In 2008, a tree-planting charity called the Size of Wales set off to plant a new tree in Wales for every baby born or adopted in order to offset carbon emissions. After reaching its national targets, the scheme extended its efforts to Mbale, a hilly, heavily deforested area of Eastern Uganda that was rich in biodiversity.
Now, every time a child arrives in Wales, two trees are planted — one at home and one in Mbale. So far, over 15 million trees have been planted in Uganda in three years as part of the development now known as the charity’s ‘Plant!’ scheme.
Each baby receives a certificate made of recycled paper as proof of their contribution to this incredible environmental feat that’s expected to restore millions of hectares of forest in Uganda. The country lost 31 percent of its forest cover between 1990 and 2010 as a result of illegal logging and climate change-induced disasters.
To further tackle deforestation, free tree seedlings are distributed to local people in Uganda to be planted on community land. In addition to that, the charity provides material support such as fuel-efficient stoves, as well as advice and help for other nature-focused livelihoods like bee-keeping.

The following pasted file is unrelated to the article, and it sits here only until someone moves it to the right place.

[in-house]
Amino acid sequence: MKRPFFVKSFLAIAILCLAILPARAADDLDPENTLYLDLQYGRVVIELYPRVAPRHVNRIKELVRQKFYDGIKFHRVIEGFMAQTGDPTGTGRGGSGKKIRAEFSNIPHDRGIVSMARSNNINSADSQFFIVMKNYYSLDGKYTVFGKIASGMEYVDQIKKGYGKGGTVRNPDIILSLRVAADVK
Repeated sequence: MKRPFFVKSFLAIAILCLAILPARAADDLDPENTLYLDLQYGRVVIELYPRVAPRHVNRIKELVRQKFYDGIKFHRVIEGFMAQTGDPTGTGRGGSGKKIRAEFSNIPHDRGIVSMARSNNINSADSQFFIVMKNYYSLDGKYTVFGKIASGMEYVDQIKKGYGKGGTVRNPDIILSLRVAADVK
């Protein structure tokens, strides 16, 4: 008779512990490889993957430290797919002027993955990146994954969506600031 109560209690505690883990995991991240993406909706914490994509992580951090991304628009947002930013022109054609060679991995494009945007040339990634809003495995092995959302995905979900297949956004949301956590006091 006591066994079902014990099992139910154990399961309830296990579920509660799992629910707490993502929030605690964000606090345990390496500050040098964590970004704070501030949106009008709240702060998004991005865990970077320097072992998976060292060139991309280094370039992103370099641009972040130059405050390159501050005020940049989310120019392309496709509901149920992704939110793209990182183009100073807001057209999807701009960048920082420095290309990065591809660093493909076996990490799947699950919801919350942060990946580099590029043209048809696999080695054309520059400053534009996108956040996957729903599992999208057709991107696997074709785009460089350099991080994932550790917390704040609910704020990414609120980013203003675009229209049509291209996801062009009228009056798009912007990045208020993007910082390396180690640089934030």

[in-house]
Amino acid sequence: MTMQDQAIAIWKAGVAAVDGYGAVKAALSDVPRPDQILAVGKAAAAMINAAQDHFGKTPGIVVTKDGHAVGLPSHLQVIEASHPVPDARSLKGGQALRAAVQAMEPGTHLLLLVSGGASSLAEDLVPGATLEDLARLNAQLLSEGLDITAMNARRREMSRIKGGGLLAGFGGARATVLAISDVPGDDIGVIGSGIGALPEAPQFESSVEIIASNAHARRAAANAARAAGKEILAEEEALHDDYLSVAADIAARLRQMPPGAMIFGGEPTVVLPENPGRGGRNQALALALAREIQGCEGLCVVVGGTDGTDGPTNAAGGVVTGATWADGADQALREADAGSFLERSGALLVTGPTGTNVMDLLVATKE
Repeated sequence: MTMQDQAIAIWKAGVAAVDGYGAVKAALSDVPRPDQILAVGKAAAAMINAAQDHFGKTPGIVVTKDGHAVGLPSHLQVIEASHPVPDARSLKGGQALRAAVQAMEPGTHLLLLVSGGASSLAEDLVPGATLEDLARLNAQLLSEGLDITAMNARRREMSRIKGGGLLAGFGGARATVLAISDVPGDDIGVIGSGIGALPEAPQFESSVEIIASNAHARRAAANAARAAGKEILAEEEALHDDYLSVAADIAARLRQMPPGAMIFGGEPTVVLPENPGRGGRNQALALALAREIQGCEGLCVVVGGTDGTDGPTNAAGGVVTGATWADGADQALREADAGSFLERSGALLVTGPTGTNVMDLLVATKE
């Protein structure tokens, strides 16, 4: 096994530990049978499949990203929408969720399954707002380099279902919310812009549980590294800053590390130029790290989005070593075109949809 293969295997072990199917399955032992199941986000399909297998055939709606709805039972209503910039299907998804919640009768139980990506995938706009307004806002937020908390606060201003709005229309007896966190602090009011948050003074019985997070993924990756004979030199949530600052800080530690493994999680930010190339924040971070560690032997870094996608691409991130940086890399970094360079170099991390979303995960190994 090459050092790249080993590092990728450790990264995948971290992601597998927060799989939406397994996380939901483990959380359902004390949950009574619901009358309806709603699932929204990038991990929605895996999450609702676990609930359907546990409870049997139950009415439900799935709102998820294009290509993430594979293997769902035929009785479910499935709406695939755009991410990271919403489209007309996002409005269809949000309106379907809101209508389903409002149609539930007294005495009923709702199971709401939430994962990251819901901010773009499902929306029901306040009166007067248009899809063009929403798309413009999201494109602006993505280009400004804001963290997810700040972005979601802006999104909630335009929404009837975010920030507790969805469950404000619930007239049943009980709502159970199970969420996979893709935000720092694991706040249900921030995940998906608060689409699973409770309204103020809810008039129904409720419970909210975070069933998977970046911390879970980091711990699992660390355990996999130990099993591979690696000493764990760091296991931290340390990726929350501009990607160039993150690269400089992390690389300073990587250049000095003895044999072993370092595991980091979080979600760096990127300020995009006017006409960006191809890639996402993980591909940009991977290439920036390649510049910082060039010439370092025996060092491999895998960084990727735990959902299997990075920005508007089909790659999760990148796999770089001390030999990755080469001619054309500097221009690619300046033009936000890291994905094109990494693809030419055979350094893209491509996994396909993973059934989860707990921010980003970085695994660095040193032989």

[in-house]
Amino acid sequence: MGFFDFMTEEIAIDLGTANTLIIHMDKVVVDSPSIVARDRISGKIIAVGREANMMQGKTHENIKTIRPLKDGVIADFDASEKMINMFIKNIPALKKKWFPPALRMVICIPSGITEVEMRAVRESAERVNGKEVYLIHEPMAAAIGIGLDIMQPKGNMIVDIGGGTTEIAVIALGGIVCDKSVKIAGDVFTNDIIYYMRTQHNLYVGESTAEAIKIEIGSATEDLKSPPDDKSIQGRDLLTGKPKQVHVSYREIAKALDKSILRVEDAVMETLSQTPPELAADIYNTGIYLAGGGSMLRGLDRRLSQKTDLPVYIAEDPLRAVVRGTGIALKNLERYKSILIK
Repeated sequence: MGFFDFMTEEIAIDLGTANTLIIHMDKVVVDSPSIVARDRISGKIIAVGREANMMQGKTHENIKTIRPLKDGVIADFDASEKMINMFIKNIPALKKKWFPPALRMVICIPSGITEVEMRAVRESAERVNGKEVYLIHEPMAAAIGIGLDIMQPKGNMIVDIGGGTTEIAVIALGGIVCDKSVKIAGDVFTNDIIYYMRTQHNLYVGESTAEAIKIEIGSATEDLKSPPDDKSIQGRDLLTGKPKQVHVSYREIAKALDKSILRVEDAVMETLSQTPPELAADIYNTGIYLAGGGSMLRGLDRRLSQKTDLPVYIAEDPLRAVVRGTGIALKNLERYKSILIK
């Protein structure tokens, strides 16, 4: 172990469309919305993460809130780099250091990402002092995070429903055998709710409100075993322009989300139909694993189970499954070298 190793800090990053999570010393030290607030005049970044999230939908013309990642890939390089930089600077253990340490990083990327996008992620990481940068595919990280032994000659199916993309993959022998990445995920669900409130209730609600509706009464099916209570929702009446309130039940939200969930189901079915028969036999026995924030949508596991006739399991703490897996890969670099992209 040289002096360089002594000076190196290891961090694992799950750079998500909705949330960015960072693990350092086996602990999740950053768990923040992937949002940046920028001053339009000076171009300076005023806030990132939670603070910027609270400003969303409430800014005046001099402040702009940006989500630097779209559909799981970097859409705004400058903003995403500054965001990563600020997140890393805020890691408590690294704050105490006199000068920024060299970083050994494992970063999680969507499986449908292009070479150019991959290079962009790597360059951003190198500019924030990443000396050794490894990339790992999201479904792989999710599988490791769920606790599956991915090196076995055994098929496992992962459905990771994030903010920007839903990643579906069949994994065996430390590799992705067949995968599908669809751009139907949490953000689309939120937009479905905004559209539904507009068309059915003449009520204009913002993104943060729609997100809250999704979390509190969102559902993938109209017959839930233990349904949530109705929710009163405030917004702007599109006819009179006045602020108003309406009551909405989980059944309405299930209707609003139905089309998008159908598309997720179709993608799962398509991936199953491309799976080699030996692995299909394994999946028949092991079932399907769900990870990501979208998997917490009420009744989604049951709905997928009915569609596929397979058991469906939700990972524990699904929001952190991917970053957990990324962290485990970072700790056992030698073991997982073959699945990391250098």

Since it took off in 2018, the partnership has positively impacted about 16,000 people across 10 villages in Mbale. Now, with 15 million trees successfully planted, the aim is to continue planting trees in Uganda at a rate of three million a year in order to support community resilience in the face of environmental challenges.
“The Mbale Trees initiative is an example of what can be achieved when nations work together to combat climate change,” says Julie James, Minister for Climate Change in Wales. “Our pledge to plant three million more every year for the next five years will deliver substantial benefits, not just for those within Mbale, but it will have a considerable global impact on climate change.”